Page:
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22 July, 2015 Posted by John G. Self Posted in Healthcare
2 comments

Setting A New, Higher Standard For Patient Safety

Posted July 22nd, 2015 | Author: John G. Self

LAS VEGAS — Why do we insist on making the goal of improving quality of care and enhancing patient safety into such a complex and expensive task?  It is such a waste, and broadly it does not appear to be working

patient safetyJust make it personal.  I believe that if every doctor, nurse, patient care assistant, labor worker, imaging technician and anyone else who has impact on patient care and safety would think of those patients as a beloved family member or a close friend and the thought of making a preventable mistake such as leaving a bedside down would be so painful that they could not bear it, then, and only then, would quality of care improve and patients be safer in our hospitals and nursing homes.

I have written this before in connection with my mother’s death, but today I am urging my colleagues to make it personal.  On Tuesday this theme was an important part of my speech to the AHRA, the association of healthcare imaging executives and managers who are meeting here through Wednesday.

Ridiculous, scoff the consultants who make millions from quality of care engagements.  Such a simple answer to such a complex problem could not possibly work.  Healthcare is complicated, one of the most complex of human organizations ever created by man, according to Peter Drucker.  But not all complex organizations and their problems require complex solutions, and I believe this is one of those.

Personal Commitment.  What does this mean?  Well , it is certainly not some throw away phrase.  It means that nurses and other patient care professionals are compassionately tending to the needs of their patients as if they were members of their family who, if a care mistake was made and caused harm, they would not be able to bear the pain.

Impossible!  It is not fair to ask nurses to take on that kind of burden.  Really?

When I speak to healthcare organizations, I cite the Journal of Patient Safety study that reported the number of preventable hospital deaths as being as high as 400,000 a year and the reaction of my audience is almost always one of acceptance.  They know the numbers.  Even when they push back, they know, deep down, that there is a serious problem.  It is more outrageous when you consider that the numbers cited by the Journal of Patient Safety are the equivalent of a jumbo jet crashing every day of every week of every year, and all souls on board are lost.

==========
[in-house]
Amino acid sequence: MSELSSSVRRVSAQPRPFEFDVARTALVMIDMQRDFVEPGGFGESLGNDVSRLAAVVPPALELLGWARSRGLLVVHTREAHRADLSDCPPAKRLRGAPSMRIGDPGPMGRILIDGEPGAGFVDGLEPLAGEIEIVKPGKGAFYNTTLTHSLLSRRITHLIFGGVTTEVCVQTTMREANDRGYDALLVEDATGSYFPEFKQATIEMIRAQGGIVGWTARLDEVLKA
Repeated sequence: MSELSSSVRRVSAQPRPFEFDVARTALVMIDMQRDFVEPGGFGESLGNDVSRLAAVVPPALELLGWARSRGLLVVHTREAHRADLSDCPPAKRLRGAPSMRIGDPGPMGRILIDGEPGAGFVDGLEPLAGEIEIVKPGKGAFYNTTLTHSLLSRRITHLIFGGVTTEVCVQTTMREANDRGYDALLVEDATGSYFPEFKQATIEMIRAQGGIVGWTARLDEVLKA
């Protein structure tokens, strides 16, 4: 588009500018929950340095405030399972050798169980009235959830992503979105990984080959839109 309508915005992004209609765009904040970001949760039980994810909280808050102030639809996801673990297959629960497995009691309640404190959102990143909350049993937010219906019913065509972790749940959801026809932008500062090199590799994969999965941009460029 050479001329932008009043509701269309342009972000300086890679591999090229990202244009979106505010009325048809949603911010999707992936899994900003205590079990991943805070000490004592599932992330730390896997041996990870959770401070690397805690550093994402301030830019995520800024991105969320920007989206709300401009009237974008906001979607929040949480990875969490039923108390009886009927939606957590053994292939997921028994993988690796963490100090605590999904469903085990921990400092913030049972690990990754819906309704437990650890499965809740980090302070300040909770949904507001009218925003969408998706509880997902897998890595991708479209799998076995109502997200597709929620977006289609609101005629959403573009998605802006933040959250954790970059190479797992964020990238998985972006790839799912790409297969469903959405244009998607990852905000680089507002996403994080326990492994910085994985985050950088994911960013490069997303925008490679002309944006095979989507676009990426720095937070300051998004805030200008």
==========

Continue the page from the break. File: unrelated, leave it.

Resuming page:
How can we in good conscience accept that horrific outcome?

If you are a CEO, a CNO, a physician or other member of the patient care team, I urge you to stop accepting this horrible reality of our industry.

Set a high standard every day.  Make it personal.

© 2020 John Gregory Self

2 comments

  1. dan Ford says:

    Good for you, John!! I commend you, and understand/share your passion.
    Is your speech shareable?
    I would suggest and encourage every hospital/system CEO and Board Chair to finally get outraged and have the courage/backbone to lead the way along with medical and nursing headship, middle management and front line nursing…everyone, as you suggest, make it personal: “No more, none, not in our hospital!”
    Likewise, every health care search consultant on every search, whether the client specs require this or not.
    Thank you!!
    Dan

    • John G Self says:

      Dan, you have been an inspiration for me — your willingness to share your story and to give back to an industry we both love. I think healthcare leaders have become too numb or, worse, too “sophisticated” to be passionate about an issue. I have nickname for a CEO who is out an about talking to his or her people about values, quality of care and safety: the “traveling evangelist model.”

      I would love to co-present with you sometime. Now that would be great honor for me.

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